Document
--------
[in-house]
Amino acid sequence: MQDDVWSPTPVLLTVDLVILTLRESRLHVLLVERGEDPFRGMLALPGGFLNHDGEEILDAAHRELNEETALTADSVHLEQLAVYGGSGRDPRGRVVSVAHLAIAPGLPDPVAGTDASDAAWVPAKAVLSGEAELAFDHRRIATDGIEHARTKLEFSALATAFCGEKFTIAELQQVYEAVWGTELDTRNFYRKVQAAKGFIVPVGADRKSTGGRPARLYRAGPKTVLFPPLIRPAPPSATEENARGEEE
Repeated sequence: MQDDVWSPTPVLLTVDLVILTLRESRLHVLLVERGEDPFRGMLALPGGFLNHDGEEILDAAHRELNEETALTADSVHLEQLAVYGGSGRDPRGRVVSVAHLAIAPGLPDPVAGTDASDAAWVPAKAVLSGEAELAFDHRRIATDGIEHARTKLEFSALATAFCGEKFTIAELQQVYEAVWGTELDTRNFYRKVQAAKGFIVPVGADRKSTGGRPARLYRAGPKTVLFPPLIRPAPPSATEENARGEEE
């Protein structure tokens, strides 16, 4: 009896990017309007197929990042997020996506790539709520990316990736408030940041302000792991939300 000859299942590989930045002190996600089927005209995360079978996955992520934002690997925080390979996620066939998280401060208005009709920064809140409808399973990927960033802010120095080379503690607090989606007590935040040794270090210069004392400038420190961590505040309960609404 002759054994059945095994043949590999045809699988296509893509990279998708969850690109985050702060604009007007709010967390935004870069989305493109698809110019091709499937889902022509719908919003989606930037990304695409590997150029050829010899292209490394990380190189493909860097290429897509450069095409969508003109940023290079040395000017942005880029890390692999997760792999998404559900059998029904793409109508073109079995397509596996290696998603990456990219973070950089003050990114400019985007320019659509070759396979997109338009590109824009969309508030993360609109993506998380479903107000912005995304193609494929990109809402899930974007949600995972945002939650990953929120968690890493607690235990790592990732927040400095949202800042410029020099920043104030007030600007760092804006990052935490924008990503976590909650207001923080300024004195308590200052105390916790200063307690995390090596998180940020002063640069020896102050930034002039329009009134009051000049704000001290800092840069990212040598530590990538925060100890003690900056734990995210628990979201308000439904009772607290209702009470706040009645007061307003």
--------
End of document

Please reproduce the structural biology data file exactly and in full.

[in-house]
Amino acid sequence: MQDDVWSPTPVLLTVDLVILTLRESRLHVLLVERGEDPFRGMLALPGGFLNHDGEEILDAAHRELNEETALTADSVHLEQLAVYGGSGRDPRGRVVSVAHLAIAPGLPDPVAGTDASDAAWVPAKAVLSGEAELAFDHRRIATDGIEHARTKLEFSALATAFCGEKFTIAELQQVYEAVWGTELDTRNFYRKVQAAKGFIVPVGADRKSTGGRPARLYRAGPKTVLFPPLIRPAPPSATEENARGEEE
Repeated sequence: MQDDVWSPTPVLLTVDLVILTLRESRLHVLLVERGEDPFRGMLALPGGFLNHDGEEILDAAHRELNEETALTADSVHLEQLAVYGGSGRDPRGRVVSVAHLAIAPGLPDPVAGTDASDAAWVPAKAVLSGEAELAFDHRRIATDGIEHARTKLEFSALATAFCGEKFTIAELQQVYEAVWGTELDTRNFYRKVQAAKGFIVPVGADRKSTGGRPARLYRAGPKTVLFPPLIRPAPPSATEENARGEEE
């Protein structure tokens, strides 16, 4: 009896990017309007197929990042997020996506790539709520990316990736408030940041302000792991939300 000859299942590989930045002190996600089927005209995360079978996955992520934002690997925080390979996620066939998280401060208005009709920064809140409808399973990927960033802010120095080379503690607090989606007590935040040794270090210069004392400038420190961590505040309960609404 002759054994059945095994043949590999045809699988296509893509990279998708969850690109985050702060604009007007709010967390935004870069989305493109698809110019091709499937889902022509719908919003989606930037990304695409590997150029050829010899292209490394990380190189493909860097290429897509450069095409969508003109940023290079040395000017942005880029890390692999997760792999998404559900059998029904793409109508073109079995397509596996290696998603990456990219973070950089003050990114400019985007320019659509070759396979997109338009590109824009969309508030993360609109993506998380479903107000912005995304193609494929990109809402899930974007949600995972945002939650990953929120968690890493607690235990790592990732927040400095949202800042410029020099920043104030007030600007760092804006990052935490924008990503976590909650207001923080300024004195308590200052105390916790200063307690995390090596998180940020002063640069020896102050930034002039329009009134009051000049704000001290800092840069990212040598530590990538925060100890003690900056734990995210628990979201308000439904009772607290209702009470706040009645007061307003």